One of the problems with writing picture books, I reckon, is the 32 page size limit imposed on them by the size of paper folds. A sheet of A1 paper folded in half, then half again, then one more time, equals 8 sheets of A4. Stitch 4 bundles of A4 together and you have 32 pages, the standard size of a picture book. If you are onto a good story and the ideas are flowing thick and fast, then you can use up all the available space really quickly. Being a picture book , however, you have to save some space for the pictures, and preferably lots and lots of space if your illustrator is half decent and is on the same wavelength as you. Unfortunately for what I thought were my well chosen words, James is more than half decent and so he needed lots and lots of white space to let his talent run free.
In this first daft you can see I was ready to head off on several tangents that appealed to my sense of adventure. It was pointed out to me later on when the plot was coming together, by Cate Sutherland, Fremantle Press’s children’s publisher , that the tangents tended to detract from the core of the story. That is the reason that Knut setting off in his head to discover America and trade with the Indians came to a sticky end. Ironic really, as that is precisely what happened to many of the Vikings that first set foot on Newfoundland. The Native Americans didn’t like them one little bit and fired a multitude arrows in their general direction.
The same thing happened to the scene when Knut and his imaginary band of hooligans decide to attack and burn the monasteries of Northern England. We cut it short and let the reader imagine the consequences of a full-on Viking raid on a monastery full of placid, defenceless monks. Showing monks murdered or being led away to the slave markets and their houses set on fire probably wasn’t all that advisable if we wanted Knut to remain a sympathetic character. Our audience might be a bit young for anti-heroes.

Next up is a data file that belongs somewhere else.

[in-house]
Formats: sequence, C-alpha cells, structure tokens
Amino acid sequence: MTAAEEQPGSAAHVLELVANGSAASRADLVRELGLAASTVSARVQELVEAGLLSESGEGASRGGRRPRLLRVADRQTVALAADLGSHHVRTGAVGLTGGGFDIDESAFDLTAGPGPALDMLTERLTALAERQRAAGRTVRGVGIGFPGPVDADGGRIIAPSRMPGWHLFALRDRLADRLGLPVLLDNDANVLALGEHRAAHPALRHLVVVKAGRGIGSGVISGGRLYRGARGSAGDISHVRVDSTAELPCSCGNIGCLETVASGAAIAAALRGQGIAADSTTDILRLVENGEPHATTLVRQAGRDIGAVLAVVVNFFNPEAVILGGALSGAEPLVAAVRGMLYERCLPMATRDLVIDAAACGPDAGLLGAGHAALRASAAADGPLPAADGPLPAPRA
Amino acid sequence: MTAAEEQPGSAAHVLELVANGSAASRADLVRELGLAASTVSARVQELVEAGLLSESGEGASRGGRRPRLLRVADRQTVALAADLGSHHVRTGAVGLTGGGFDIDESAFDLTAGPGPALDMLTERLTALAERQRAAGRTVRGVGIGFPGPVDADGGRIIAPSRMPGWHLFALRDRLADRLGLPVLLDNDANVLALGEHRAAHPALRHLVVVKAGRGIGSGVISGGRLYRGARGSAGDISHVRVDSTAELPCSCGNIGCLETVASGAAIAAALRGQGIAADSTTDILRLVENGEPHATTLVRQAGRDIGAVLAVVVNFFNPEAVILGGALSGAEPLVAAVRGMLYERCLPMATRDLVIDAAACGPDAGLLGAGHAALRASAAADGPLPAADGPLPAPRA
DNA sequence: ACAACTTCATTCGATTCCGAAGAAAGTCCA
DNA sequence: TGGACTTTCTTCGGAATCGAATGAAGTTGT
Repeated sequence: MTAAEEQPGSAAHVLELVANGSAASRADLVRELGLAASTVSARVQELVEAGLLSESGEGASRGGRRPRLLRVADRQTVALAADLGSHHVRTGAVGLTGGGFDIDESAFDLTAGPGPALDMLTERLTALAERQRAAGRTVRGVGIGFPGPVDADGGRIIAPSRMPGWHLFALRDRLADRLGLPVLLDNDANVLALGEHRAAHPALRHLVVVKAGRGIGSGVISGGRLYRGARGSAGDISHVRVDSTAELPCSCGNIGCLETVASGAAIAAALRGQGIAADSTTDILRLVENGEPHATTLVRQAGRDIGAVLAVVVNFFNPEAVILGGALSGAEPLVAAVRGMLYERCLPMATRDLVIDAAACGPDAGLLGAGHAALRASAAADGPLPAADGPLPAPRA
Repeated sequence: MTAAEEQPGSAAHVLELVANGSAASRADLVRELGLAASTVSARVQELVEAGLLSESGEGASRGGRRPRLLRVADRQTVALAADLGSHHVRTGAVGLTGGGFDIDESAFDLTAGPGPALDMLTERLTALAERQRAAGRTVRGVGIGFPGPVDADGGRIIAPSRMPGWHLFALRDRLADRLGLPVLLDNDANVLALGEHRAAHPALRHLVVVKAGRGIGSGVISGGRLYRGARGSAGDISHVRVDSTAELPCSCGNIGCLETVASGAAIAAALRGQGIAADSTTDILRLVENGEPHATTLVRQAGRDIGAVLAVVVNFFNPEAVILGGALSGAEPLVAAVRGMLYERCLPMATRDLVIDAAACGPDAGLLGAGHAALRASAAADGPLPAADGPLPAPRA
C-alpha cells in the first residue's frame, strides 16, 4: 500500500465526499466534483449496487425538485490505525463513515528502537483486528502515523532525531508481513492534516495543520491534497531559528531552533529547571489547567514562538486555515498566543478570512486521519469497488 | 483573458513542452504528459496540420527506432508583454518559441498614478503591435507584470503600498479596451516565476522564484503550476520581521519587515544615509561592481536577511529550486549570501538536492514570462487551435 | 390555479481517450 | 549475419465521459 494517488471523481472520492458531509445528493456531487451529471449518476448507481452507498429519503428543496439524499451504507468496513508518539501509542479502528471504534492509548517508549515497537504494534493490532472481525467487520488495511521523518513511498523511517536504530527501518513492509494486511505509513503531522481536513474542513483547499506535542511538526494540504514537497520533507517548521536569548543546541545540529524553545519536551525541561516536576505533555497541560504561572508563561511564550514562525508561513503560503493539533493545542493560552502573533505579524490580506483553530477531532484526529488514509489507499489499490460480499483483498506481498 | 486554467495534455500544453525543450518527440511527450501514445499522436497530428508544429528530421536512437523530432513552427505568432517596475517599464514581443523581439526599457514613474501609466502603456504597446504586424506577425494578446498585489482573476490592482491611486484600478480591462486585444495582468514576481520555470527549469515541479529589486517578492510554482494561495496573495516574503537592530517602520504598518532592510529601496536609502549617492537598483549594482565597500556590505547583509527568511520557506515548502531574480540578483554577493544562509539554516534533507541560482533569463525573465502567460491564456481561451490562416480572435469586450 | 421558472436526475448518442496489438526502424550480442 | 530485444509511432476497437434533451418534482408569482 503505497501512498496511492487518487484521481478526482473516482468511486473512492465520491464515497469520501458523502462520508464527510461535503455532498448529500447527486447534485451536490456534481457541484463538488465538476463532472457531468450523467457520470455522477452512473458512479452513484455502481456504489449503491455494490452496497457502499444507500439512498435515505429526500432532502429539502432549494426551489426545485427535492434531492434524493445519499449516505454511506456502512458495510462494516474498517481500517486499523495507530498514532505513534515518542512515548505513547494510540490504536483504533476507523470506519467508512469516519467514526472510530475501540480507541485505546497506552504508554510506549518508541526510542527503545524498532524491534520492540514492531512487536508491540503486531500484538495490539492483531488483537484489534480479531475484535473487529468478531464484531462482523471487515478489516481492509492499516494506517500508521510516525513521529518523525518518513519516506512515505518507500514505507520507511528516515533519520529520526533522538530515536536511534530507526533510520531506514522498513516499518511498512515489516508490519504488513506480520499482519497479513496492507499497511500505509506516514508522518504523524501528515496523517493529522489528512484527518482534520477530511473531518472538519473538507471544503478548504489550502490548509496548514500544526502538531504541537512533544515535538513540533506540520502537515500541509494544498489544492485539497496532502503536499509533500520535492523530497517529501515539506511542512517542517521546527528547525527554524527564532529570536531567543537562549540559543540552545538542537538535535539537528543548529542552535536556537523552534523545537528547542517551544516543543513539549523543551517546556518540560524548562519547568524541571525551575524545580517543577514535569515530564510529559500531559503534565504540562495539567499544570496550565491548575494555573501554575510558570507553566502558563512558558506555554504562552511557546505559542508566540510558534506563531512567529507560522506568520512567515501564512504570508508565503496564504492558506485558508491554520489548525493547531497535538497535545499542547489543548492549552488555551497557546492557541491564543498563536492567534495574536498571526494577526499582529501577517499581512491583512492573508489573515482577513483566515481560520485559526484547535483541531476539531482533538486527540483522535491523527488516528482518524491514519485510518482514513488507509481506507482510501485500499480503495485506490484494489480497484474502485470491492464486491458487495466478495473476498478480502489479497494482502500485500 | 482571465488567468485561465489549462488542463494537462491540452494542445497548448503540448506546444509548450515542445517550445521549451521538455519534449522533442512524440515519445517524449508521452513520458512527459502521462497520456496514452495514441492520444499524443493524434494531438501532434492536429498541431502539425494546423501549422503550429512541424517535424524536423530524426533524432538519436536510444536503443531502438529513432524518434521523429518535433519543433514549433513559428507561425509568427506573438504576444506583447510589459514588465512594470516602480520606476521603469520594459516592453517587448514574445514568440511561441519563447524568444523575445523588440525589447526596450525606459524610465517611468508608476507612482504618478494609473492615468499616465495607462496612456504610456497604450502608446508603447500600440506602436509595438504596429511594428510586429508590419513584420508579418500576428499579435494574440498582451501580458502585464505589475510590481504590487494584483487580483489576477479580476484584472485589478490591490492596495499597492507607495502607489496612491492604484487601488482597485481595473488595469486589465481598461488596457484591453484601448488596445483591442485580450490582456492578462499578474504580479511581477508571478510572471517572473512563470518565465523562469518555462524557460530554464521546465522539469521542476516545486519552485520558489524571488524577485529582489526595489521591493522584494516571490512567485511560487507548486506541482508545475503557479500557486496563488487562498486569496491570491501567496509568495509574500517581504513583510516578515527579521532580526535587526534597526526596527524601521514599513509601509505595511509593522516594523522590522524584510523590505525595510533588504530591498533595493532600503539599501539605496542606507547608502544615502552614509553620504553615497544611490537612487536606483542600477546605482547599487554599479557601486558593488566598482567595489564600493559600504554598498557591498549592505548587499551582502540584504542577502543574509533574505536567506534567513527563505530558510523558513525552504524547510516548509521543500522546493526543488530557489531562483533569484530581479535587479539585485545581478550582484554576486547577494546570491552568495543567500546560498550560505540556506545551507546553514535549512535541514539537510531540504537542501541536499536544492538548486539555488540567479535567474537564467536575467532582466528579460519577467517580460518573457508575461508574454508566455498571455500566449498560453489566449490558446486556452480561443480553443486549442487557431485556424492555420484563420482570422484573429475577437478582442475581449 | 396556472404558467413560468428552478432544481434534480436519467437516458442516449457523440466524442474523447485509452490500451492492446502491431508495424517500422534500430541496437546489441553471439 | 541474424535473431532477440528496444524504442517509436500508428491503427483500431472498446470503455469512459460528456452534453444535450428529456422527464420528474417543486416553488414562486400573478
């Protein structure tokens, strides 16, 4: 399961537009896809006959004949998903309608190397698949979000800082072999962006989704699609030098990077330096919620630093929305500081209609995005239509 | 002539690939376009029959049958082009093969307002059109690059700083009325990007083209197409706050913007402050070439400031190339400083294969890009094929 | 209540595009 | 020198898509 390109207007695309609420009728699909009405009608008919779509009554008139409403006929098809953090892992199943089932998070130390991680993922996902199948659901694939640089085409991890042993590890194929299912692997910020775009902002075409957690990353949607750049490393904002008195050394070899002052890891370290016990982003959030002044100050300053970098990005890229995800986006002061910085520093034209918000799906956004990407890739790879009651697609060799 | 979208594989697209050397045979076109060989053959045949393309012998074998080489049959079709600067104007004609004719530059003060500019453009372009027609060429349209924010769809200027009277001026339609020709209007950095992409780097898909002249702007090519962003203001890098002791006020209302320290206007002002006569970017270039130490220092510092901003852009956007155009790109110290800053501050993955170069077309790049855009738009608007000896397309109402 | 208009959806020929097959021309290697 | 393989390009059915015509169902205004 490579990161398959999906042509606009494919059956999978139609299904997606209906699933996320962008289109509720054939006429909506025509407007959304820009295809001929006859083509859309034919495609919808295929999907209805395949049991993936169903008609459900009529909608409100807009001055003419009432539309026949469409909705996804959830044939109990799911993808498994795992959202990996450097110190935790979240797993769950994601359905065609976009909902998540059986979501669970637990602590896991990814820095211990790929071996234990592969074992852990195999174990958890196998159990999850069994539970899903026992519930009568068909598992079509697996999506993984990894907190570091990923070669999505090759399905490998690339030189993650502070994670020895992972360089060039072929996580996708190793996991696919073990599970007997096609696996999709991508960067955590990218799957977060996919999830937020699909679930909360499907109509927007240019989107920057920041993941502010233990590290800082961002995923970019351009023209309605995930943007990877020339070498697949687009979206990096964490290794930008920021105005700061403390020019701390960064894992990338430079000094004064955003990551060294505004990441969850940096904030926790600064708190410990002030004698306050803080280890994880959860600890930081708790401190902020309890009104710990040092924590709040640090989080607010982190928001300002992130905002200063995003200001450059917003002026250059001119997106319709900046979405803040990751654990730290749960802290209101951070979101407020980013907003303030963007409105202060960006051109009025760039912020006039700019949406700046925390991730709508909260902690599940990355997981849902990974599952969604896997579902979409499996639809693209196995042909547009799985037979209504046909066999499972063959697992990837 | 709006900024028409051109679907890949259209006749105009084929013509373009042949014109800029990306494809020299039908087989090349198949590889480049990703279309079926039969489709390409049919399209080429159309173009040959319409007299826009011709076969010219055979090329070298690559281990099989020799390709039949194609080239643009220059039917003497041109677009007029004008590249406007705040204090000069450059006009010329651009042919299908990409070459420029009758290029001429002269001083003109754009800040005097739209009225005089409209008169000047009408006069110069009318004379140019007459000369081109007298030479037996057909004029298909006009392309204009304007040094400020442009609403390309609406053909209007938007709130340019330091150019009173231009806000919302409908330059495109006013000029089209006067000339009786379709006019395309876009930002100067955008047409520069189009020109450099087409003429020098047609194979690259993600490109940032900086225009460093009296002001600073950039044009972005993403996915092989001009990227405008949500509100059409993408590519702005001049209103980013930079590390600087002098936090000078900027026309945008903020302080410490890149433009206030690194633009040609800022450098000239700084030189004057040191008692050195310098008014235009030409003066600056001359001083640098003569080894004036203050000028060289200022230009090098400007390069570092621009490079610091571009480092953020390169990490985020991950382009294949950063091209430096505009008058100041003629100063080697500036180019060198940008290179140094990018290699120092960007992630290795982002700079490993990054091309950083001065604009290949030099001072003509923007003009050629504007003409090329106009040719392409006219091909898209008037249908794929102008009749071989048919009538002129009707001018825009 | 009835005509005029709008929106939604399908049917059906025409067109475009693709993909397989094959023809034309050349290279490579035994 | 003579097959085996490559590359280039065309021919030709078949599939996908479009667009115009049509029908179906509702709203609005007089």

Another long scene that bit the dust was where Josh declares he is going become a follower of the Norse Gods. I originally had him announce to his Nan, ‘I’m off to become a Pagan.’ Nan looks over her glasses and says sternly, ‘Over my dead body,’ and drags him by his ear down the street to the Sunday School to meet the Vicar, who we based on Dawn French, the Vicar of Dibley. There were two problems with this. Firstly, we didn’t want to set up a competition between the Pagans and the Christians in a book for children and where a lot of the customers are likely to be Christian libraries. That battle was fought 900 years ago and the Christians won, with Scandinavia converting to Christianity around 1100AD. The second reason is that hardly any kids go to Sunday School anymore. We could just image modern readers asking, ‘Sunday what?’
I often say it is so much easier writing novels where the only constraint on the length and number of words is the boredom threshold of the editor. If you can keep her interest up to when the hero is hanging from his finger nails from a two hundred metre high ledge, then you can continue, but the minute the story starts to lag is the time to cut it short. Like about now.